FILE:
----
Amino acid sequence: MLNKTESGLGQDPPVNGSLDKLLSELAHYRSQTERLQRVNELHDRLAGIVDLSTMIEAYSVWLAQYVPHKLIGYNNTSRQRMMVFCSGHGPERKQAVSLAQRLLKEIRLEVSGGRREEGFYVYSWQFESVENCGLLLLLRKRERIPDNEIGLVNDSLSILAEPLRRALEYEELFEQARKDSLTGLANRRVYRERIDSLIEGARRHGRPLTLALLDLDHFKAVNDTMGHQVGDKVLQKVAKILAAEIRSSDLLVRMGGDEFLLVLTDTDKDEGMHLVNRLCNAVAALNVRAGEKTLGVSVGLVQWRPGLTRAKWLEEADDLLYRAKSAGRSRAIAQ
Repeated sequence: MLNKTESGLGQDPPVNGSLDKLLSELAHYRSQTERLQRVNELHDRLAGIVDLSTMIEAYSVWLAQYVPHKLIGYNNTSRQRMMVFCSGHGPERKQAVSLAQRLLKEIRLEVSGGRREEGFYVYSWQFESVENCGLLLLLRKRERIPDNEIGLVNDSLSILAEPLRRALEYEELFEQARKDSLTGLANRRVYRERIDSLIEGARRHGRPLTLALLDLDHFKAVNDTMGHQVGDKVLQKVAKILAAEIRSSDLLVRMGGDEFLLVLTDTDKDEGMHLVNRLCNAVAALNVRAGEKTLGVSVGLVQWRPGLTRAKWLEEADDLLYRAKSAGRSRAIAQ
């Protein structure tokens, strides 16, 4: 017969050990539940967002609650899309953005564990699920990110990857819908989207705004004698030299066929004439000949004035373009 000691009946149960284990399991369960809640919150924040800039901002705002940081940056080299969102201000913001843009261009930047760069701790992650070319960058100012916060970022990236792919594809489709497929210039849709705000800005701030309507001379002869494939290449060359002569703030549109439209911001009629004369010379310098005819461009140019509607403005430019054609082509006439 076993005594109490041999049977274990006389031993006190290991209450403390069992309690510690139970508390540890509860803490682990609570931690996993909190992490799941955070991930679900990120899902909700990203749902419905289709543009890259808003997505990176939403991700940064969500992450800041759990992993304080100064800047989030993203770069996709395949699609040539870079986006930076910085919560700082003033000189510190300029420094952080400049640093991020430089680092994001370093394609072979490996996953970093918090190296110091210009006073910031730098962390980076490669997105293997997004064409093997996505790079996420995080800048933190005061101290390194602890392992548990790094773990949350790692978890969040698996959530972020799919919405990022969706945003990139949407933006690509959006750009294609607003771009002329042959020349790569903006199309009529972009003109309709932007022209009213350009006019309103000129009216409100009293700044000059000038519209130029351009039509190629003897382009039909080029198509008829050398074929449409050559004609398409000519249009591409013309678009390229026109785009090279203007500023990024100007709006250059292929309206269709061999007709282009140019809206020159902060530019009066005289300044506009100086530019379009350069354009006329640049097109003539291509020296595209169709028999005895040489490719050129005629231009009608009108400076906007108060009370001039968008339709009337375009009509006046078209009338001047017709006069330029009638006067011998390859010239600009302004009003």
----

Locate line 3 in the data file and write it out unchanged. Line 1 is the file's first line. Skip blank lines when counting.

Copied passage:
């Protein structure tokens, strides 16, 4: 017969050990539940967002609650899309953005564990699920990110990857819908989207705004004698030299066929004439000949004035373009 000691009946149960284990399991369960809640919150924040800039901002705002940081940056080299969102201000913001843009261009930047760069701790992650070319960058100012916060970022990236792919594809489709497929210039849709705000800005701030309507001379002869494939290449060359002569703030549109439209911001009629004369010379310098005819461009140019509607403005430019054609082509006439 076993005594109490041999049977274990006389031993006190290991209450403390069992309690510690139970508390540890509860803490682990609570931690996993909190992490799941955070991930679900990120899902909700990203749902419905289709543009890259808003997505990176939403991700940064969500992450800041759990992993304080100064800047989030993203770069996709395949699609040539870079986006930076910085919560700082003033000189510190300029420094952080400049640093991020430089680092994001370093394609072979490996996953970093918090190296110091210009006073910031730098962390980076490669997105293997997004064409093997996505790079996420995080800048933190005061101290390194602890392992548990790094773990949350790692978890969040698996959530972020799919919405990022969706945003990139949407933006690509959006750009294609607003771009002329042959020349790569903006199309009529972009003109309709932007022209009213350009006019309103000129009216409100009293700044000059000038519209130029351009039509190629003897382009039909080029198509008829050398074929449409050559004609398409000519249009591409013309678009390229026109785009090279203007500023990024100007709006250059292929309206269709061999007709282009140019809206020159902060530019009066005289300044506009100086530019379009350069354009006329640049097109003539291509020296595209169709028999005895040489490719050129005629231009009608009108400076906007108060009370001039968008339709009337375009009509006046078209009338001047017709006069330029009638006067011998390859010239600009302004009003």